This doctoral project is part of several current or future research programs that will finance field missions and analyses. Most of them focus on one region within the transect under study: Morocco: PALEOMEX Program (INSU-INEE), Maghreb transect (headed by J.F. BERGER, UMR 5600, EVS, Univ. Lyon); Andalusia: “Cuenca de Galera” Program (headed by D. FAUST, T.U. Dresden, Germany); Provence: Funding under consideration by the PACA Region (headed by V. OLLIVIER, UMR 7269, LAMPEA, Univ. Aix-Marseille). ANR JCJC TEECH Project (Tufa as records of European Environments and Climate during the Holocene), headed by J. DABKOWSKI (UMR 8591, LGP, Meudon). Projected funding of the studies on the tufa sequences, which make up the bulk of the corpus of sites for this doctoral topic, in particular a large part of the dating and the geochemical analyses. The student will be encouraged to follow up other possibilities: mobility grants from the University of Paris 1, symposium subsidies from AFEQ, financial support from the LGP, application for Artemis 14C dating, etc.
Inclusion in the topics studied by the WP’s research laboratories
This doctoral project on the relationships between man and his environment is central to the issues addressed by the “Environmental change and societies in the past” WP. It opens onto the research focus areas of the two partner teams: LGP and Trajectoires.
At the LGP, this project is linked to the research focus areas of Topics 1 & 2 (“Environmental responses to the Quaternary climatic dynamics and impact on the populations” and “Anthropization, landscape dynamics and habitat management”). The student will be working in a specialized, multidisciplinary research environment (encompassing malacology, geochemistry and geomorphology) and have access to the necessary facilities (specialized laboratories for malacology, chemistry, sedimentology and palynology). His/her main subject-matter contacts will be N. LIMONDIN-LOZOUET (Malacology) and J. DABKOWSKI (Geomorphology and Geochemistry).
This project lies within the research focus of the Trajectoires laboratory, on the history of societies from 7000 BC to 1000 BC. The doctoral student will be able to draw on the skills and knowledge of colleagues specialized in neolithization in Europe, to guide the discussion and provide a better understanding of the relationships between man and his environment in western Mediterranean protohistoric societies. The student will be supervised by F. GILIGNY.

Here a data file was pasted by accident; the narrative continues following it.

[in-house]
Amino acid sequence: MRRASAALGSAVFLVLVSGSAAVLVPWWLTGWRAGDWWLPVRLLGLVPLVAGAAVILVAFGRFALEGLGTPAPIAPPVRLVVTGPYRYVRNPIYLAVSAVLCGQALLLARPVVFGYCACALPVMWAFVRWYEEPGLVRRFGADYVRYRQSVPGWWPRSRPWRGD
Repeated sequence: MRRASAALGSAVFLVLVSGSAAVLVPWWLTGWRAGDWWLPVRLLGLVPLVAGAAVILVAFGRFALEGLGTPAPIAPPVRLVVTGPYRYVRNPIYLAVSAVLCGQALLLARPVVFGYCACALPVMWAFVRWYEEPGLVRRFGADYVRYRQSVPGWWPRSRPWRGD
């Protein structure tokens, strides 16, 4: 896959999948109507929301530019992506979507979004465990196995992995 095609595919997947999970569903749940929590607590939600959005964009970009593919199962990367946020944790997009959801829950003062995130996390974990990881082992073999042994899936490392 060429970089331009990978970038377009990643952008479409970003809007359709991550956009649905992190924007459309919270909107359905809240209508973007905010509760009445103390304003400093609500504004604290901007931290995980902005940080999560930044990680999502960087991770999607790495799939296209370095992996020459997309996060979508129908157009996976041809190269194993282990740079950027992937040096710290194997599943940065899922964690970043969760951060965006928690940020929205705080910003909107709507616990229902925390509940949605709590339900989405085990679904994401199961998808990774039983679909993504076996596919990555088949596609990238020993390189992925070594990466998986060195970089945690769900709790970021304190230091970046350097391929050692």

National and international collaboration
Various collaborative arrangements have been established within the research programs already in progress and during field missions in 2018: Morocco: J.F. BERGER (UMR 5600, EVS, Univ. Lyon), L. BOUDAD & F. SEGAOUI (Univ. Meknes), D. LEFEVRE and B. DEPREUX (UMR 5140, ASM, Univ. Montpellier 3); Andalusia: Dominik FAUST & D. WOLF (T.U. Dresden, Germany), J.M. RECIO-ESPEJO & F. DIAZ del OLMO (Univ. Cordoba); Aragon: A. LUZON & C. ARENAS ABAD (Univ. Zaragoza); Provence: V. OLLIVIER (UMR 7269, LAMPEA, Univ. Aix-Marseille). Contacts have been arranged with colleagues at the CSIC (Barcelona) for studying the Catalan sequence. Isotope analyses of shells will be carried out at the SSMIM (UMR 7203, MNHN) in collaboration with D. FIORILLO.
Required skills and abilities
- A Master’s degree in paleoenvironmental studies, specializing in geography, geomorphology, geology, archeology or biology;
- research experience in malacological faunas or another bioindicator (determination, taxonomy);
- field experience (stratigraphy, sampling, geomorphology);
- good command of specialized software (statistics, drawing, GIS).
Ability to read, write and speak in English.
- A basic knowledge of isotope analysis methods would be a plus;
- for field work, a knowledge of Spanish and/or Arabic would be appreciated.
Contract start date: Choice of 02/09/2019 or 01/10/2019
Length of contract : 3 years
Host laboratory: UMR 8591 Laboratory of Physical Geography (1 Place A. Briand – 92190 Meudon)
- Nicole LIMONDIN-LOZOUET (Director of research, CNRS – UMR 8591 LGP)
- François GILIGNY (Professor, Université Paris 1 Panthéon-Sorbonne – UMR 8215 Trajectoires)
Net monthly remuneration: Approx. €1,421 (additional teaching assignments possible).
Thesis registration fees are covered by the LabEx DynamiTe.
The application must be submitted electronically by application form (http://www.form-labex-dynamite.com/doc/en/). It must demonstrate that the candidate fulfils the requirements indicated in the position profile (specified tasks and skills). The application will include:
- a description of the doctoral project (2 to 5 pages maximum, if more the application will be refused) indicating the theoretical basis of the research, the research-related issues, the methodology to be used, a feasibility report with a 3-years period and project schedule;
- curriculum vitae;
- transcript of higher education record for first year of masters studies (Master 1) and the first semester of research masters (Master 2);
- a letter of recommendation from the supervisor of the research master’s thesis;
- a letter confirming the forthcoming defence of the candidate’s master’s thesis (prior to 31 August 2019).It is recommended for the candidate to establish contact with the thesis supervisor in advance.
The deadline for the submission of applications is 8 May 2019 (inclusive).
For your information: When the deadline for applications has passed, the LabEx DynamiTe will contact the director(s) of the potential host unit(s) to add an agreement certificate to the application.
The candidates appointed following the evaluation of the applications and interviews (which will take place during the week of 24 June 2019) will be informed of the results of the application process from 28 June 2019.